J-PAL Southeast Asia at 10: Health
The Impact of a School-Based Smoking Prevention Program in Indonesia: The Indonesian government has implemented a limited set of tobacco control policies despite a high prevalence of cigarette smoking among adolescents. In line with governments’ efforts, former J-PAL affiliated researcher Margaret Triyana (World Bank) and co-author Justin White (UC San Francisco) conducted a randomized evaluation to measure the impact of a school-based program that used a non-monetary penalty and regular monitoring to prevent adolescent tobacco use. Overall, the program reduced the probability that adolescents smoked, with effects sustained three months after the program ended. Incorporating a school competition component into the program had no further impact on smoking abstinence.
Enrolling Informal Sector Workers in the Indonesian National Health Insurance Program: In Indonesia, non-poor informal workers are often less likely to enroll and retain in government health insurance programs, making it challenging to achieve universal health coverage. J-PAL affiliated researchers Abhijit Banerjee (MIT), Amy Finklestein (MIT), Ben Olken (MIT), and Rema Hanna (Harvard) and co-authors Sudarno Sumarto (SMERU Research Institute), and Arianna Ornaghi (Hertie School) conducted a randomized evaluation to test the impact of various programs, including subsidies, registration assistance, and information campaigns on the enrollment and retention of non-poor informal workers in Indonesia’s national health insurance scheme, Jaminan Kesehatan Nasional (JKN). The research finds that registration assistance and subsidies both increased household enrollment, but overall enrollment rates remained low.
Celebrity Twitter endorsement for an immunization public health campaign in Indonesia: J-PAL affiliated researchers Arun Chandrasekhar (Stanford) and Ben Olken (MIT) and co-authors Cindy Paladines (SMERU Research Institute), Markus Mobius (Microsoft Research), and Vivi Alatas (Asakreativita) conducted a randomized evaluation to measure the impact of celebrity Twitter endorsement for a child immunization campaign on the public’s opinion and behavior towards immunization. Findings suggest that celebrity endorsement increased Twitter engagement with the immunization campaign, primarily when celebrities authored messages themselves and did not explicitly cite credible public health sources. Additionally, celebrity endorsement led to increased communication and knowledge about health behaviors in individuals’ communities, though there was no impact on an individuals’ immunization decisions for their children.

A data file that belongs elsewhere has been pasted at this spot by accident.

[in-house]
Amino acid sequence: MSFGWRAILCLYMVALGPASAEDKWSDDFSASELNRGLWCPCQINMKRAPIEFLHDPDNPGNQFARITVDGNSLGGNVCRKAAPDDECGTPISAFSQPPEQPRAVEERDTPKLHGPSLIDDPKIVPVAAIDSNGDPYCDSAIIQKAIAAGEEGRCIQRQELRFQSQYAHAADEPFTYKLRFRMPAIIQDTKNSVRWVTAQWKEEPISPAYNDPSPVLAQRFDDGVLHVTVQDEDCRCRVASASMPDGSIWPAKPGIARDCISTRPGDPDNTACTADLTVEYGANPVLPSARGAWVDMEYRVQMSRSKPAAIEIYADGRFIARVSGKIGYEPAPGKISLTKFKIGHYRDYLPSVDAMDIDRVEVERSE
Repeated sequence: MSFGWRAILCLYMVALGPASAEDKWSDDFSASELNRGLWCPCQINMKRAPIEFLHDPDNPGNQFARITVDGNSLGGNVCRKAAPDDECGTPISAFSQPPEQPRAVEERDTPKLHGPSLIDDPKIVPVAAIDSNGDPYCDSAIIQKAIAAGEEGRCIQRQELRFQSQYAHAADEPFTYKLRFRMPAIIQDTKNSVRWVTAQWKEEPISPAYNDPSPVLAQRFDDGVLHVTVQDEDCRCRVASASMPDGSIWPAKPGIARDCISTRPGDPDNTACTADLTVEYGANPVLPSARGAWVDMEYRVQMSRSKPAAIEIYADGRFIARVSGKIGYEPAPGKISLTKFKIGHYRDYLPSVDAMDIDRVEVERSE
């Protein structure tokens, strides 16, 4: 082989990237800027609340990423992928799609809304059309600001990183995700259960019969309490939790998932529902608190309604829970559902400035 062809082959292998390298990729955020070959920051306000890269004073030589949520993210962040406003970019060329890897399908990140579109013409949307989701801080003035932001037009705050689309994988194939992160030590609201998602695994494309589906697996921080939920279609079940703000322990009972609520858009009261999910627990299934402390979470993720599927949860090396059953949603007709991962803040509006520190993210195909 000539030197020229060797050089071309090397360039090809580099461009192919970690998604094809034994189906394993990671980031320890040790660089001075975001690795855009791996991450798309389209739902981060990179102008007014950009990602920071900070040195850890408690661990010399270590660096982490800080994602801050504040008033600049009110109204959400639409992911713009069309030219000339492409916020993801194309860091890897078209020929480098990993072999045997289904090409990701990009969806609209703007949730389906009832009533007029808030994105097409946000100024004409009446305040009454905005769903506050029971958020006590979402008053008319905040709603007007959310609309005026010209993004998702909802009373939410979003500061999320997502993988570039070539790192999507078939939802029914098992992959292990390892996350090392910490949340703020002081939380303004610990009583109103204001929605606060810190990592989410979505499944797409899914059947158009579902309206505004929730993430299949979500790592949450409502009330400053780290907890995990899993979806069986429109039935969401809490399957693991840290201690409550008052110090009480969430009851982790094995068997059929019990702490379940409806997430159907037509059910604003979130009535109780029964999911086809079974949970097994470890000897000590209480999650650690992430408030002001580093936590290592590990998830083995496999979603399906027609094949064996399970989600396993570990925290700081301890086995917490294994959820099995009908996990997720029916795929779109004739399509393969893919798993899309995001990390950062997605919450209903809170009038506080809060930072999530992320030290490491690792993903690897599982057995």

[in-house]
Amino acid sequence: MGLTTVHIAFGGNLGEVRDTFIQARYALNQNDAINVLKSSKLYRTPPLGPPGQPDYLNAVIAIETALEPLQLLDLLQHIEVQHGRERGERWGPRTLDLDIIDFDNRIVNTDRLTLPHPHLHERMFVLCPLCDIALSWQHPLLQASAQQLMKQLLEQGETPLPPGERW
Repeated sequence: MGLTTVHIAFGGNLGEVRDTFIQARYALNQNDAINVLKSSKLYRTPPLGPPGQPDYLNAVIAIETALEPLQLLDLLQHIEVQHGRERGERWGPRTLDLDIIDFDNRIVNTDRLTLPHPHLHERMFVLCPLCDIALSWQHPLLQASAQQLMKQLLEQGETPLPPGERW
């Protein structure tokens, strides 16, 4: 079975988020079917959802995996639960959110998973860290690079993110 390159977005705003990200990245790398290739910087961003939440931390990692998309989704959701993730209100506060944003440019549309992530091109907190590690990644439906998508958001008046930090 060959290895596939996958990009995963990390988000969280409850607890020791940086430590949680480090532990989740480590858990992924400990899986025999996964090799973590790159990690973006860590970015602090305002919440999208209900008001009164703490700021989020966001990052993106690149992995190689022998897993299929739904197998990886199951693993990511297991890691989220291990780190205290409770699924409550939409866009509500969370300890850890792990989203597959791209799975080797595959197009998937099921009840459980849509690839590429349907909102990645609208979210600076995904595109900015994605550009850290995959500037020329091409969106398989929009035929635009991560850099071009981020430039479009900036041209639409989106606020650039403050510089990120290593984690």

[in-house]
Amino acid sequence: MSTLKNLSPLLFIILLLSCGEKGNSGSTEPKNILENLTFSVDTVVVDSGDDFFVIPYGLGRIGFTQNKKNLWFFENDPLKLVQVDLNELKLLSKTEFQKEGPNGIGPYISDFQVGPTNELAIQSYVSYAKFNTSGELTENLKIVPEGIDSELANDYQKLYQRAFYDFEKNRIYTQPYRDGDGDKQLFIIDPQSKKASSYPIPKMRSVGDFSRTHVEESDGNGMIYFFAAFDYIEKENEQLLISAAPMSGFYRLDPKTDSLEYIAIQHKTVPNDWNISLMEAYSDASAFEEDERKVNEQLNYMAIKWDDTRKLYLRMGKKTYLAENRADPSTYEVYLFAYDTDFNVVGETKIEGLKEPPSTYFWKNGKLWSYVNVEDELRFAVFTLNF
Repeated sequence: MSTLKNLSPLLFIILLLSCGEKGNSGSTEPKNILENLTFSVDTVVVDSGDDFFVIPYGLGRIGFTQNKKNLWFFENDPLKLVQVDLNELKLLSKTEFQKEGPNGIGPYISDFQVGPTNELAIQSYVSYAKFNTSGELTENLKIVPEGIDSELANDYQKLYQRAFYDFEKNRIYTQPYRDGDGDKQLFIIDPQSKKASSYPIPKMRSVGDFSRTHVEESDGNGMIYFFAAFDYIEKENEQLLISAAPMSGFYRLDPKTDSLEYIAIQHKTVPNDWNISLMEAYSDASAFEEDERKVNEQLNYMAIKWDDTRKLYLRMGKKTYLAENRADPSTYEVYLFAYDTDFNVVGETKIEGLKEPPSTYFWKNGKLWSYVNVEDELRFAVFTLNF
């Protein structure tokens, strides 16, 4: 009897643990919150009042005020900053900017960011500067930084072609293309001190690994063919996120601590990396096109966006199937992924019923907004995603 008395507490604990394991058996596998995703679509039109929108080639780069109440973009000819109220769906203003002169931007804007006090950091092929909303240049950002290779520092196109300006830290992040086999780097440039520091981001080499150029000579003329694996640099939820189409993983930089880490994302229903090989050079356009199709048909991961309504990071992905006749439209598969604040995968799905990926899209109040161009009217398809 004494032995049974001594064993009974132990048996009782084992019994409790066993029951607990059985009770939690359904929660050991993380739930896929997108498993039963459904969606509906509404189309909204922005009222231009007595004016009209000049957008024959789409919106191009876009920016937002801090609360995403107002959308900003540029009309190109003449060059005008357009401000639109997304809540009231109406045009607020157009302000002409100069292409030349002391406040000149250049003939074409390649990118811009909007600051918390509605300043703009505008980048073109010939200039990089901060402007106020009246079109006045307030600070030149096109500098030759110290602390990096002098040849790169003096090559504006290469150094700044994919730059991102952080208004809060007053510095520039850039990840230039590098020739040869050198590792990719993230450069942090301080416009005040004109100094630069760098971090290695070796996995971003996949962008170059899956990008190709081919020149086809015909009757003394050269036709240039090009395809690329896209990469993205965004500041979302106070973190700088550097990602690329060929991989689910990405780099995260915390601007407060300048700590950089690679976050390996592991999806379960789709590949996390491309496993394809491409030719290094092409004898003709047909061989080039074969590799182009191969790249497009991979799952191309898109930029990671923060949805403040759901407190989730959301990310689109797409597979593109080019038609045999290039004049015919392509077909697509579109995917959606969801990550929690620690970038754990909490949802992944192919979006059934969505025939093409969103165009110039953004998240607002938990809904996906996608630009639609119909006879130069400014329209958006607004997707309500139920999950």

An Evaluation of Information Campaigns to Increase the Covid-19 Vaccine: Current and former J-PAL affiliated researchers Asad Islam (Monash University) and Armand Sim (Monash University) and co-authors Gita Kusnadi (Center for Indonesia’s Strategic Development Initiative), Jahen Rezki (Universitas Indonesia), Giovanni van Empel (Universitas Gadjah Mada), Michael Vlassopoulos (Southampton University), and Yves Zenou (Monash University) conducted a randomized evaluation to address misinformation and lack-of-information problems about the Covid-19 vaccine and increase the vaccination take-up rate in rural Indonesia. Findings suggest that any form of campaigns may not be effective in promoting vaccination among hesitant individuals, especially when the infectious disease incidence is declining and immunization coverage is high. Additionally, the type of ambassadors (health cadres, nominated influential individuals, or laypersons) that deliver the campaign have no impact on vaccination take-up rate.
The Impact of Home-Based Growth Chart on Child Linear Growth: J-PAL affiliated researcher Gumilang Aryo Sahadewo (Universitas Gadjah Mada) and co-authors Peter Rockers (Boston University), Gunther Fink (Harvard), Doug Parkerson (IPA), and Milda Irhamni (Former Associate Director of Research, J-PAL SEA) are conducting a study to evaluate the impact and cost-effectiveness of growth charts on child linear growth in Indonesia. Home-based growth charts offer a simple and inexpensive way for caregivers to have access to simple nutrition, health, and sanitation information guided by behavioral economics analysis as well as to track their child's linear growth, empowering them to act to improve their child’s nutrition. The randomized evaluation results are forthcoming.
The Impact of a Large-Scale Community-Led Total Sanitation Program in Indonesia: The prevalent global practice of open defecation leads to preventable fecal-borne diseases such as diarrhea and intestinal worms, which in turn can lead to malnutrition and impaired physical growth. Current and former J-PAL affiliated researchers Lisa Cameron (University of Melbourne) and Manisha Shah (UCLA and their co-authors Abigail Sellman and Rosa Hayes conducted a randomized evaluation to study the impact of a large-scale Community-Led Total Sanitation (CLTS) program in Indonesia on sanitation practices, attitudes towards open defecation, and child health. Overall, CLTS increased toilet construction, reduced roundworm infestations among children under five, and decreased tolerance of open defecation. However, CLTS did not impact other measures of child health and was not effective among poorer households or in communities with lower levels of community participation.*
*Not Implemented by J-PAL SEA (i.e., either implemented independently by researchers, partner organizations, or by Innovations for Poverty Action Philippines).